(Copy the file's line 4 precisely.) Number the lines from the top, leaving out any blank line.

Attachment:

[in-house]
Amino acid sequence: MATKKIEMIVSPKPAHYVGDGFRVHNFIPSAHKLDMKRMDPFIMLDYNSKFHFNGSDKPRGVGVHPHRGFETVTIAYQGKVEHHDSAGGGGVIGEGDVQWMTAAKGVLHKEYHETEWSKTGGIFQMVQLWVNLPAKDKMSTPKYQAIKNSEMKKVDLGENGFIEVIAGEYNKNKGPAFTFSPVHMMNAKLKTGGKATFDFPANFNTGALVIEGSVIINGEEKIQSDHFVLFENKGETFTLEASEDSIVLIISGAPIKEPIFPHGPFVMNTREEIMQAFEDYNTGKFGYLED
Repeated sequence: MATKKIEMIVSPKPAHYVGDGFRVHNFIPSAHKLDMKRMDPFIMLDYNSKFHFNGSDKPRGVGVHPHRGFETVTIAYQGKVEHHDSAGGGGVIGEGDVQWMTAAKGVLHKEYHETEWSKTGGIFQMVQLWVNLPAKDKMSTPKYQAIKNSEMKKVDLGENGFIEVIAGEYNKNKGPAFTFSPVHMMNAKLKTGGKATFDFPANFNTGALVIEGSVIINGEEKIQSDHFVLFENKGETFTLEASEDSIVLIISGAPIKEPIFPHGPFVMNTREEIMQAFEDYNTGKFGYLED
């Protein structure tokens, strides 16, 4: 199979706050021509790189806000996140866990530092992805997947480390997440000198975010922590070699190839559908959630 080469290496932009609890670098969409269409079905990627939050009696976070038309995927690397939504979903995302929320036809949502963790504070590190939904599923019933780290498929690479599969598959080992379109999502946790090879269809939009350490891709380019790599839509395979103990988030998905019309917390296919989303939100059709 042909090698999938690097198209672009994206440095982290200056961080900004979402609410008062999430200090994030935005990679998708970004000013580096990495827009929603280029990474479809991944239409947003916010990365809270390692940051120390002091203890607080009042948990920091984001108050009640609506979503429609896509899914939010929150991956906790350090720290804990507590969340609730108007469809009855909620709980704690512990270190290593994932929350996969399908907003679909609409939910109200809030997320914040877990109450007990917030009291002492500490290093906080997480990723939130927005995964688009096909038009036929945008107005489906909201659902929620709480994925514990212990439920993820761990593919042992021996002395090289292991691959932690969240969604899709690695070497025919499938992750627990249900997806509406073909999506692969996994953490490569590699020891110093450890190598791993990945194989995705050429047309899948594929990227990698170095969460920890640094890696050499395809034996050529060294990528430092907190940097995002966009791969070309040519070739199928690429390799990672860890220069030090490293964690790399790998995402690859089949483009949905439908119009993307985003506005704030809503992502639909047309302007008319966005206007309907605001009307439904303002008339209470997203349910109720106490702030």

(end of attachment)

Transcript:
């Protein structure tokens, strides 16, 4: 199979706050021509790189806000996140866990530092992805997947480390997440000198975010922590070699190839559908959630 080469290496932009609890670098969409269409079905990627939050009696976070038309995927690397939504979903995302929320036809949502963790504070590190939904599923019933780290498929690479599969598959080992379109999502946790090879269809939009350490891709380019790599839509395979103990988030998905019309917390296919989303939100059709 042909090698999938690097198209672009994206440095982290200056961080900004979402609410008062999430200090994030935005990679998708970004000013580096990495827009929603280029990474479809991944239409947003916010990365809270390692940051120390002091203890607080009042948990920091984001108050009640609506979503429609896509899914939010929150991956906790350090720290804990507590969340609730108007469809009855909620709980704690512990270190290593994932929350996969399908907003679909609409939910109200809030997320914040877990109450007990917030009291002492500490290093906080997480990723939130927005995964688009096909038009036929945008107005489906909201659902929620709480994925514990212990439920993820761990593919042992021996002395090289292991691959932690969240969604899709690695070497025919499938992750627990249900997806509406073909999506692969996994953490490569590699020891110093450890190598791993990945194989995705050429047309899948594929990227990698170095969460920890640094890696050499395809034996050529060294990528430092907190940097995002966009791969070309040519070739199928690429390799990672860890220069030090490293964690790399790998995402690859089949483009949905439908119009993307985003506005704030809503992502639909047309302007008319966005206007309907605001009307439904303002008339209470997203349910109720106490702030």